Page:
From porcelain jewelry to watch bands inspired by snakes and gas pipes, Bulgari has always been a brand committed to bold design. But for its latest watch—the Octo Roma Monete, an ultra-thin, manual-winding tourbillon whose most striking feature is the ancient Roman coin concealing its face—the inspiration came not from Bulgari’s design team, but rather a client.
“A few years ago, a very loyal client came to me and said, ‘I would love to have a watch with a coin on top,’” Fabrizio Buonamassa says over the phone from his office in Neuchâtel, Switzerland, where the 47-year-old Italian leads Bulgari’s horology design team. “So I said to Mr. Paolo Bulgari, ‘this very loyal client asked me to produce a watch with a coin,’ and Mr. Paolo said, ‘why don’t you use the coin as the cover of the watch?’”
Of course figuring out how to bring together the world’s thinnest tourbillon caliber, the iconic Octo case, and then topping the whole timepiece off with an extremely rare Roman medallion is a little bit more complicated than those two choice encounters suggest. But before we get there, it’s first important to understand Fabrizio Buonamassa, director of watch design, a man whose own design history has as much to do with the Octo Roma Monete as does Bulgari’s.
Born in Naples and reared in Rome, Buonamassa’s heritage is an eclectic one. The son of a Hertz executive, he was drawn to cars at an early age—the distinct shapes, the clean lines—as well as comic books. “I liked Superman, Batman, anything Marvel,” he says. “But it was for the drawings, not for the story. I was obsessed with the sketches, the quality of the stroke.”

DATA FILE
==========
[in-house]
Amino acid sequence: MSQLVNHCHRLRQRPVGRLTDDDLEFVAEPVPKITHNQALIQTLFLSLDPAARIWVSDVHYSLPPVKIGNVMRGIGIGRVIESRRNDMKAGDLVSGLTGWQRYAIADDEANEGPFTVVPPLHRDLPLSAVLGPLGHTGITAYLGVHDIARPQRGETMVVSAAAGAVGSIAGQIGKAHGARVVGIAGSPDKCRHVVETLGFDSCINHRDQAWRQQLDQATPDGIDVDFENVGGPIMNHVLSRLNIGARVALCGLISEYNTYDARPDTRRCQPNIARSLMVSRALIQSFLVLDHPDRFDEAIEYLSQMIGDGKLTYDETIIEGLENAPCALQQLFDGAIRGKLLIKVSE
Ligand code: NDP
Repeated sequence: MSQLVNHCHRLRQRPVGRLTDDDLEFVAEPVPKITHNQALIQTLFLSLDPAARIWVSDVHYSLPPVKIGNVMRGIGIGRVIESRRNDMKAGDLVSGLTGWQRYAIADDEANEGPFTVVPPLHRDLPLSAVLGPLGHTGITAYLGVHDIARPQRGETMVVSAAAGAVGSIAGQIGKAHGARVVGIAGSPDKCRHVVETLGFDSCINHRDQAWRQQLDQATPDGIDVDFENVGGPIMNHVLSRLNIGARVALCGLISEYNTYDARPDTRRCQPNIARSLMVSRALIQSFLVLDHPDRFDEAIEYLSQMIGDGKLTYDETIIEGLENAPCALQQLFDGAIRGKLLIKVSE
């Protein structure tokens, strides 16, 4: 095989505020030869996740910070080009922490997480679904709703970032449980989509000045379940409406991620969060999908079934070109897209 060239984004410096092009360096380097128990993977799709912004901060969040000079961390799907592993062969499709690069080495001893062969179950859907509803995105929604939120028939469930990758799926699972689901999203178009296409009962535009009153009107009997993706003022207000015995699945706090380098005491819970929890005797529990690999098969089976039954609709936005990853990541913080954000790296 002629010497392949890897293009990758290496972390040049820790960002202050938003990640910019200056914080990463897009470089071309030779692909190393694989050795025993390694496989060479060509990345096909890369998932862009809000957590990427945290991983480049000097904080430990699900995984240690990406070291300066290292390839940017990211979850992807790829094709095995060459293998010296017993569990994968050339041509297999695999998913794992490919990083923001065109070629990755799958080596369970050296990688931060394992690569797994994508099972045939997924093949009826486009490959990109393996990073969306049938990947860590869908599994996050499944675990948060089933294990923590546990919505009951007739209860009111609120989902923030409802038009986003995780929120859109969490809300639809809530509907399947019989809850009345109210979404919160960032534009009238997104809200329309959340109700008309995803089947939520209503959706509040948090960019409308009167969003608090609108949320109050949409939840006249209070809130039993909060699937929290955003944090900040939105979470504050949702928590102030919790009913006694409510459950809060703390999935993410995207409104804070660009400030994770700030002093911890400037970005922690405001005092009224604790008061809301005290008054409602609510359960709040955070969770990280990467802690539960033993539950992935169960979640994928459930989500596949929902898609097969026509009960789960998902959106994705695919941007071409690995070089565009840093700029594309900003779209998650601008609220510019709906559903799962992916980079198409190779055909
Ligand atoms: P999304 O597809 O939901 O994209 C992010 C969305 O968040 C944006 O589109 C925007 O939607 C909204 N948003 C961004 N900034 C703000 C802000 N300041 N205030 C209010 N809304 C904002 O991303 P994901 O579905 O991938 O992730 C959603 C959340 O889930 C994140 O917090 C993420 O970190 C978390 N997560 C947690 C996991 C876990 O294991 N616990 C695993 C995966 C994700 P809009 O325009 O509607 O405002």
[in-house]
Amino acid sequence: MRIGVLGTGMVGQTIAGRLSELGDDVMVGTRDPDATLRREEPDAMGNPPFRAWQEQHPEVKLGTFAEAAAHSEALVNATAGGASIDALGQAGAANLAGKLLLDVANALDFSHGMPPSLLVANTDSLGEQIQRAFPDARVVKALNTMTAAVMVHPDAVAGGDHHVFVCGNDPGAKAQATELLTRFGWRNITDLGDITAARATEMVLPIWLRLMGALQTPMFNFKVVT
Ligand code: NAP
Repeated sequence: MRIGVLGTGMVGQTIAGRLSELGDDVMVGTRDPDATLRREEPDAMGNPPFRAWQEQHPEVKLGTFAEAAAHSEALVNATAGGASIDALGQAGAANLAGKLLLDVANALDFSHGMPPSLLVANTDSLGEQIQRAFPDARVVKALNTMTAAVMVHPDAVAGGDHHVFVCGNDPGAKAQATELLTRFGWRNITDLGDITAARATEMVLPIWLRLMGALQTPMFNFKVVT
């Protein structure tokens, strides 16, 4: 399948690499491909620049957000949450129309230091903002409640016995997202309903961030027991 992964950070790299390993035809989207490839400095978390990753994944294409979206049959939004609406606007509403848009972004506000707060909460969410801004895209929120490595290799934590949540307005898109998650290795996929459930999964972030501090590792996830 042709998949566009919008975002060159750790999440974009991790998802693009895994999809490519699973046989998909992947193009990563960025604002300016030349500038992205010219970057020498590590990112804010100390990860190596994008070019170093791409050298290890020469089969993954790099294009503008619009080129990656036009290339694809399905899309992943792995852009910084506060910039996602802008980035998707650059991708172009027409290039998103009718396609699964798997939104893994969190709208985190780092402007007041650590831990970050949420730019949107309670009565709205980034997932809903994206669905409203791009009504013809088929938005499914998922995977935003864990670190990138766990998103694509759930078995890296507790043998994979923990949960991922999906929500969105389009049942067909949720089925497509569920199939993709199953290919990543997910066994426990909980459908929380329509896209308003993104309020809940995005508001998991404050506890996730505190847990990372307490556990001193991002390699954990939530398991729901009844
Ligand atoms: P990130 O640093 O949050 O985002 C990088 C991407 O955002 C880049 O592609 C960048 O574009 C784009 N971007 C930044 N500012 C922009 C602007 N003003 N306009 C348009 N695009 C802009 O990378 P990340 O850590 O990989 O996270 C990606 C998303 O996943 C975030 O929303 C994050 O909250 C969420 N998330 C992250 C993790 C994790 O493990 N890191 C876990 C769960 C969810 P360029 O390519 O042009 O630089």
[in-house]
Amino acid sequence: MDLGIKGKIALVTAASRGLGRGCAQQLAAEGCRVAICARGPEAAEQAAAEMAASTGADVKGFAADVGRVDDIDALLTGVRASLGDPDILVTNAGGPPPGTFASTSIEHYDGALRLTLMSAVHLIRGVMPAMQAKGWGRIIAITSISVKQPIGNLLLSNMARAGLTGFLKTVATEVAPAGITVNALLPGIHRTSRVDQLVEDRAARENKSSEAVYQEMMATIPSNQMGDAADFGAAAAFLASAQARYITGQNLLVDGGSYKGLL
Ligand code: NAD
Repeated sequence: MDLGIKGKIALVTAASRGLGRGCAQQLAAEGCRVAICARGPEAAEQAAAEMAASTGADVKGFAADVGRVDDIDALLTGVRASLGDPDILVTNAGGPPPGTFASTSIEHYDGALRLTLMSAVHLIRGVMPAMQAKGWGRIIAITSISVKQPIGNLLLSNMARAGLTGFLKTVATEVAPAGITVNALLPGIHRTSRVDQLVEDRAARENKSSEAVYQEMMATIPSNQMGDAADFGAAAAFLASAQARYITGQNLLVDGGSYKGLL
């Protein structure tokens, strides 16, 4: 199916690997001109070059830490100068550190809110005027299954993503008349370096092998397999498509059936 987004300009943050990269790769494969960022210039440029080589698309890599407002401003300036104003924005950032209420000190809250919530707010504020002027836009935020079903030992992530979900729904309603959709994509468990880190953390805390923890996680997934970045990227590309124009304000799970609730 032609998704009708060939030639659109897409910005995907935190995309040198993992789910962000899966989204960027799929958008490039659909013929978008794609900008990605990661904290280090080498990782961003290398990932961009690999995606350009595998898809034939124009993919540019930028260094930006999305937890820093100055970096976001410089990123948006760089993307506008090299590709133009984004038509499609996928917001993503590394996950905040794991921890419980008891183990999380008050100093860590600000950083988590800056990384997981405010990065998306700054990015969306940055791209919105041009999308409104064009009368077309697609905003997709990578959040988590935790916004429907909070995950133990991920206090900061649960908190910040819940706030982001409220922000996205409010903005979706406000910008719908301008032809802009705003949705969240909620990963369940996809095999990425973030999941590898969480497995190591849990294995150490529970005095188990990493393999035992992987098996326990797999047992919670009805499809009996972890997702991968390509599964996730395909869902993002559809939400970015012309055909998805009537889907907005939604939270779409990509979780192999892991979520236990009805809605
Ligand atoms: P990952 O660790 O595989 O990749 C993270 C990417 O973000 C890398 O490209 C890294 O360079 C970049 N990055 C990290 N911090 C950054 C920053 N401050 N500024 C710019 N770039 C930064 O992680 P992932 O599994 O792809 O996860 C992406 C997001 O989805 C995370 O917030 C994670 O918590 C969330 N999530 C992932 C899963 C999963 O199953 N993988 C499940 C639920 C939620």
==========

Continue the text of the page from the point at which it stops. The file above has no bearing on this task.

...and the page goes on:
These obsessions led Buonamassa to design school, and later FIAT, where he cut his teeth in the corporate world dreaming up the interiors and exteriors for the Italian auto-making giant. Over the years he’s dabbled in designing everything from sunglasses to shoes, but it was his first post at Bulgari in 2001 that’s proved pivotal.
“I think a designer is like a writer,” Buonamassa says, thoughtfully choosing words that lilt with his Roman accent. “When you read a book you read all the experiences about the writer. When you see a sketch you see all the things that I have in mind, all my background, all my heritage.”
“It’s like a military object, a Formula 1 car, a jet,” Buonamassa says. You need just the object and the components that have to work in a proper way, you don’t have enough room for decorative elements.
Gone was the case back and the regulator assembly, while the case itself was constructed from sand blasted titanium and given a matte finish. The result? A strikingly handsome line of watches—from military repeaters to skeleton tourbillons, all with an eye-catching round shape layered over the octagonal design—that have broken numerous records for thinness. As is the case with all his creations, the Finissimo is a testament to Buonamassa’s form follows function aesthetic.
Buonamassa worked with a team of experts in London to select the medallion, opting for an extremely rare—and nearly 2,000 year old—coin depicting Roman Emperor Constantius II. The medallions were made to celebrate specific events in Roman history, typically military victories, and today can only be found in private coin collections. Due to the coins rarity, only a select few Monetes will be produced each year, somewhere between three and six, and the price tag is equally rarified.
“When you have a new idea that is followed by a new aesthetic, you make bingo,” Buonamassa says. “Otherwise it’s just a decoration, it’s not a true idea, it’s not timeless.”